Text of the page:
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BECHERVAISE, John Mayston (1910-1998)

BECHERVAISE, John Mayston (1910-1998)

John Bechervaise, circa 1947.

John Bechervaise, circa 1947.

John Bechervaise, teacher, author, poet, explorer, and photographer was a staff member at the Geelong College from 1935-1936 and 1945-1949 and a pioneering leader of the House of Guilds (HoG). He was educated in Melbourne and England and trained as an artist and print maker. 'Fred' Elliott, a fellow Antarctic adventurer and also a former Geelong College staff member described him as follows: 'John had an insatiable curiosity which fed a keen and inquiring intellect. With his great physical strength, mental stamina and organisational skills, he made full use of his talents and his life was rich in diversity.'

In 1934, when in his early twenties, he was appointed by the Principal, Rev F W Rolland, to set up a centre where boys could occupy their spare time. Thus began ‘The House of Guilds’ (HoG), and John's comparatively short but influential career at the College’. He was Warden of the House of Guilds in 1935 and 1936 before he and his wife, Lorna, who also taught at the College Preparatory School, went to England in 1937. There he taught as director of art at St George's School, Harpenden; a co-educational boarding school. While there he qualified to join the Fell and Rockclimbing Club and the Climbers’ Club of Great Britain. A conscientious objector, he later commented that ironically this was more acceptable in England than in Australia.

After the war he returned to Australia and to Lorna who had been stranded here by the war during a visit to her parents in 1939 and, together, they raised four children. In 1945, John resumed his work as Warden of the HoG. He had been so impressed by the Schoolboy Exploration Movement in England that he began a remarkable series of expeditions, initially based on the Ramblers' Guild, but later, from 1947, on the Geelong College Exploration Society. This was open to the College community as well as students.

Expeditioners on Rodondo Island, circa 1947.

Expeditioners on Rodondo Island, circa 1947
John Bechervaise on right.

The Rodondo Island expedition of 1947 attracted worldwide notice and John, always ready to seize the opportunity, used the publicity to persuade the Sun Newspaper and the Old Collegians to donate two ex-army 'blitz buggies' which extended the scope of expeditions on the mainland. John's last major expedition with the College was the first ascent of Federation Peak in South West Tasmania on the twenty-ninth of January, 1949.

After leaving College in 1949, he became Assistant Editor of Walkabout Magazine for several years before beginning an association with the Australian Antarctic Division which saw him as Officer in Charge of the 1953 Heard Island Expedition and the 1955 and 1959 Mawson Expeditions’. The 1955/56 expedition was the first to enter Antarctica’s Prince Charles Mountains- Mt Bechervaise (2362 metres) is named after him and Lake Lorna in the Mawson Range honours his wife. Bechervaise Island about 3 kilometres from Mawson Base on Heard Island was also named in his honour. In 1956 he was awarded the Polar Medal.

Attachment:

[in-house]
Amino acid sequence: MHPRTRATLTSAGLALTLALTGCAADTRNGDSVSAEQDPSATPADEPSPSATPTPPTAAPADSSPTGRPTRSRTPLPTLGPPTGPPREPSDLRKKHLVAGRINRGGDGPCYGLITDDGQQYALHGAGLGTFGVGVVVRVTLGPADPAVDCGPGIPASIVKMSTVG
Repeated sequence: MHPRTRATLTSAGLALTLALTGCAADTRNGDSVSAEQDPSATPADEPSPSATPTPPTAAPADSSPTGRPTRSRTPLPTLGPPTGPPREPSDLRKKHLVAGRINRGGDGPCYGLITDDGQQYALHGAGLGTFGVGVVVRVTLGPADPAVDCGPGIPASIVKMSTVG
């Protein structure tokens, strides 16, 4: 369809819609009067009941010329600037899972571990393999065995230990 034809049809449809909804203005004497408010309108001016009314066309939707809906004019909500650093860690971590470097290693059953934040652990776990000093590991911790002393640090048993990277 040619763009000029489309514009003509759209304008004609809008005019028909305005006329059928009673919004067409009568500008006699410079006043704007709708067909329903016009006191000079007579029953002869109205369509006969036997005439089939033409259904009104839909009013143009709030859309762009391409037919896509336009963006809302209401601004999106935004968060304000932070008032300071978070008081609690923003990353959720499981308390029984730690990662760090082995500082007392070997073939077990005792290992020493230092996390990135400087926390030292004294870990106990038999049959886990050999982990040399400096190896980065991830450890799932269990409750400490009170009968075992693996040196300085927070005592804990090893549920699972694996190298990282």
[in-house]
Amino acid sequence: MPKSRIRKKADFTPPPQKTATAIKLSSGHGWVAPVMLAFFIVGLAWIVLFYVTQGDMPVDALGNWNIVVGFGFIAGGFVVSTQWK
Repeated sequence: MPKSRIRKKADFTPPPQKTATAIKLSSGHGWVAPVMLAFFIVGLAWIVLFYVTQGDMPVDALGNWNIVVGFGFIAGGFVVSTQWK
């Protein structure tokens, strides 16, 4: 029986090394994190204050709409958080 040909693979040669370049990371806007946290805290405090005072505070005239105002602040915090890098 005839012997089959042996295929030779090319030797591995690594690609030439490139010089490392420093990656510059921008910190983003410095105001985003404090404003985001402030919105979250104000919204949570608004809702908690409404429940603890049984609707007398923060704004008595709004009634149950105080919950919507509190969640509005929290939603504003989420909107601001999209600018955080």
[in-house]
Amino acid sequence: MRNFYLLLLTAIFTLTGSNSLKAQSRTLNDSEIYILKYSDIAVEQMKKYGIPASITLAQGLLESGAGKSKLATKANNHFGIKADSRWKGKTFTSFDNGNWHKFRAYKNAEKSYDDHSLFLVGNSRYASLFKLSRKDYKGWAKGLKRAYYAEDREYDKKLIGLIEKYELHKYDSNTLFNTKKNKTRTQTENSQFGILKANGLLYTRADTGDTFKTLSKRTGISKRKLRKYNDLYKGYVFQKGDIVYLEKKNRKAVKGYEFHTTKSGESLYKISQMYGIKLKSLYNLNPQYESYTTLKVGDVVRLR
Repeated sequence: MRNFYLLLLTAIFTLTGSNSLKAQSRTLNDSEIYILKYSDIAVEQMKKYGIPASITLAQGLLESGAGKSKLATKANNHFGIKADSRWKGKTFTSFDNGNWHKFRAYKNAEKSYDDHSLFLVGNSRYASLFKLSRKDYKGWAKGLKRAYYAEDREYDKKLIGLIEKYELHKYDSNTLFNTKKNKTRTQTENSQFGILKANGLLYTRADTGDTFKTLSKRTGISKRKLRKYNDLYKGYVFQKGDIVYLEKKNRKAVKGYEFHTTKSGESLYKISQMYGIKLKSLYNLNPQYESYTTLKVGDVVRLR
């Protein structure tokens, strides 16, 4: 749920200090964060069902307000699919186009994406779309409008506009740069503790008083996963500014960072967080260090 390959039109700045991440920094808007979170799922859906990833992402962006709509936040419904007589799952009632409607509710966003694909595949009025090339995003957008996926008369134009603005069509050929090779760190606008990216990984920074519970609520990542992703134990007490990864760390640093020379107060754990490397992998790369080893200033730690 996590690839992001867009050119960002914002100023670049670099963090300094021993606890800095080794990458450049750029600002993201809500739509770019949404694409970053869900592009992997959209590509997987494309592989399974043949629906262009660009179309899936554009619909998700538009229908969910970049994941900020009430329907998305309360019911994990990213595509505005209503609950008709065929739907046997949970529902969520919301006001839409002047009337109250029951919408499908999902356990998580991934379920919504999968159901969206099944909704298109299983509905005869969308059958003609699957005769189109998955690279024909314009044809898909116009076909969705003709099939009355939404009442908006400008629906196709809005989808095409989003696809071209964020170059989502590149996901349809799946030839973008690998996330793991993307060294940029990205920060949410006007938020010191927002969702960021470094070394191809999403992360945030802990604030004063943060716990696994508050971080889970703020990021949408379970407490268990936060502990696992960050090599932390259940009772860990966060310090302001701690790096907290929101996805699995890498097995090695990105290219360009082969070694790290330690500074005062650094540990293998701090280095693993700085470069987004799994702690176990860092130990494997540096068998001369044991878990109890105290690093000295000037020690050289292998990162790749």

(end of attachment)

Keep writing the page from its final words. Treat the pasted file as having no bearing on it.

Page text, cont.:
His great-great-grandfather, also John Bechervaise, had been an arctic explorer and had clearly inspired his namesake. This early John Bechervaise had taken part in the heroic but disastrous expedition led by Sir John Franklin to find the long sought North-West Passage and had taken the ship Blossom into the Bering Sea to await him. He had been awarded the Arctic Medal for his efforts.

John returned to teaching in 1962, this time at Geelong Grammar School as Director of Studies. He remained there until 1972. Then followed years of travel - guiding tours in Tibet and China, and writing. Just before his final illness, his biography of Sir John Rymill was published in England. In a prolific writing career, John published 28 books and contributed to a wide number of magazines as well as extensive lecturing and radio broadcasting. His personal papers are held at the National Archives, Canberra. The College Archives holds an extensive collection of negatives mainly of the School taken by John Bechervaise in the mid 1930s. These were rescued and donated to the College by Fred Elliott.

'How hard it is to write when all is over and a thousand thoughts without regard to time and place rush into consciousness. One stands in memory beside the deep cold waters of Tarli Karng, gazes dreamily into the vast log fires of lonely cattlemen’s huts, feels the whistle of cool air on the long downhill ski run – all in an instant. Diaries and log-books give cold consecutive facts, volumes would be required to write of all the passing interests and beauty of a single day spent beyond the ends of roads.' - John Bechervaise, October 1936.

Sources: Fred Elliott - Ad Astra No 90 August 1998; Brian Walters; John Mayston Bechervaise Wild Winter, 2001 p32-35;
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